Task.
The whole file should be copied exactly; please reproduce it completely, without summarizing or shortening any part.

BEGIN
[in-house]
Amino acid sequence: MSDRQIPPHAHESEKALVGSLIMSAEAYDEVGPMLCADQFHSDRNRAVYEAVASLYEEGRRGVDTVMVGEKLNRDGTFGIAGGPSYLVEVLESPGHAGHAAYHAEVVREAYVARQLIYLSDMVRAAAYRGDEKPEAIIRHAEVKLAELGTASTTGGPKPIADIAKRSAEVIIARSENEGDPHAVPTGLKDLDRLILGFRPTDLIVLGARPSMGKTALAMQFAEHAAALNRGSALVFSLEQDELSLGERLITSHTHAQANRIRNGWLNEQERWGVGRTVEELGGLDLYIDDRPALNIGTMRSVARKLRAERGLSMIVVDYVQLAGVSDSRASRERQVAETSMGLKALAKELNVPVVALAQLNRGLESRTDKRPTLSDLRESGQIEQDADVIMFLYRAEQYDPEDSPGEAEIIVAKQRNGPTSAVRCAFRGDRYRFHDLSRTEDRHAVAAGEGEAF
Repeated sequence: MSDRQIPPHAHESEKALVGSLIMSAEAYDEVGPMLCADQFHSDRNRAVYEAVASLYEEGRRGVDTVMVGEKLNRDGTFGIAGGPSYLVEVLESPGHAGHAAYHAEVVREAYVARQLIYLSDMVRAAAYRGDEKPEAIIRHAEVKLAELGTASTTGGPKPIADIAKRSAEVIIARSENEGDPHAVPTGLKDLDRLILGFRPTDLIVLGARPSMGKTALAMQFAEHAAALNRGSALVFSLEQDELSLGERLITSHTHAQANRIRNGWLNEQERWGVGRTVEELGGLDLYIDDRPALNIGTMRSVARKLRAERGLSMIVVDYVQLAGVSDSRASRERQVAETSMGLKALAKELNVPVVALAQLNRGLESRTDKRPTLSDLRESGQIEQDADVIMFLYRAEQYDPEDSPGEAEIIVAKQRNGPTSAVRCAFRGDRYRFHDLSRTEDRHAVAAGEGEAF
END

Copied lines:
[in-house]
Amino acid sequence: MSDRQIPPHAHESEKALVGSLIMSAEAYDEVGPMLCADQFHSDRNRAVYEAVASLYEEGRRGVDTVMVGEKLNRDGTFGIAGGPSYLVEVLESPGHAGHAAYHAEVVREAYVARQLIYLSDMVRAAAYRGDEKPEAIIRHAEVKLAELGTASTTGGPKPIADIAKRSAEVIIARSENEGDPHAVPTGLKDLDRLILGFRPTDLIVLGARPSMGKTALAMQFAEHAAALNRGSALVFSLEQDELSLGERLITSHTHAQANRIRNGWLNEQERWGVGRTVEELGGLDLYIDDRPALNIGTMRSVARKLRAERGLSMIVVDYVQLAGVSDSRASRERQVAETSMGLKALAKELNVPVVALAQLNRGLESRTDKRPTLSDLRESGQIEQDADVIMFLYRAEQYDPEDSPGEAEIIVAKQRNGPTSAVRCAFRGDRYRFHDLSRTEDRHAVAAGEGEAF
Repeated sequence: MSDRQIPPHAHESEKALVGSLIMSAEAYDEVGPMLCADQFHSDRNRAVYEAVASLYEEGRRGVDTVMVGEKLNRDGTFGIAGGPSYLVEVLESPGHAGHAAYHAEVVREAYVARQLIYLSDMVRAAAYRGDEKPEAIIRHAEVKLAELGTASTTGGPKPIADIAKRSAEVIIARSENEGDPHAVPTGLKDLDRLILGFRPTDLIVLGARPSMGKTALAMQFAEHAAALNRGSALVFSLEQDELSLGERLITSHTHAQANRIRNGWLNEQERWGVGRTVEELGGLDLYIDDRPALNIGTMRSVARKLRAERGLSMIVVDYVQLAGVSDSRASRERQVAETSMGLKALAKELNVPVVALAQLNRGLESRTDKRPTLSDLRESGQIEQDADVIMFLYRAEQYDPEDSPGEAEIIVAKQRNGPTSAVRCAFRGDRYRFHDLSRTEDRHAVAAGEGEAF